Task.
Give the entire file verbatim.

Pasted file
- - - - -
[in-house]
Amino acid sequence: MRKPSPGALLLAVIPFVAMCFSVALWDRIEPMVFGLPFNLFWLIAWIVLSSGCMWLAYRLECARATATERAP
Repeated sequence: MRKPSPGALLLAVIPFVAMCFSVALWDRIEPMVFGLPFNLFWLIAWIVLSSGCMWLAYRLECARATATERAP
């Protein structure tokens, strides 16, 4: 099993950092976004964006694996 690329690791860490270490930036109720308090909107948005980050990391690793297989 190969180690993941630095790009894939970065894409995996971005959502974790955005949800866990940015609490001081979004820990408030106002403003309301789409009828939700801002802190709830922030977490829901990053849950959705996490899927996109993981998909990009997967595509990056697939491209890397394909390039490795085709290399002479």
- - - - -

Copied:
[in-house]
Amino acid sequence: MRKPSPGALLLAVIPFVAMCFSVALWDRIEPMVFGLPFNLFWLIAWIVLSSGCMWLAYRLECARATATERAP
Repeated sequence: MRKPSPGALLLAVIPFVAMCFSVALWDRIEPMVFGLPFNLFWLIAWIVLSSGCMWLAYRLECARATATERAP
């Protein structure tokens, strides 16, 4: 099993950092976004964006694996 690329690791860490270490930036109720308090909107948005980050990391690793297989 190969180690993941630095790009894939970065894409995996971005959502974790955005949800866990940015609490001081979004820990408030106002403003309301789409009828939700801002802190709830922030977490829901990053849950959705996490899927996109993981998909990009997967595509990056697939491209890397394909390039490795085709290399002479």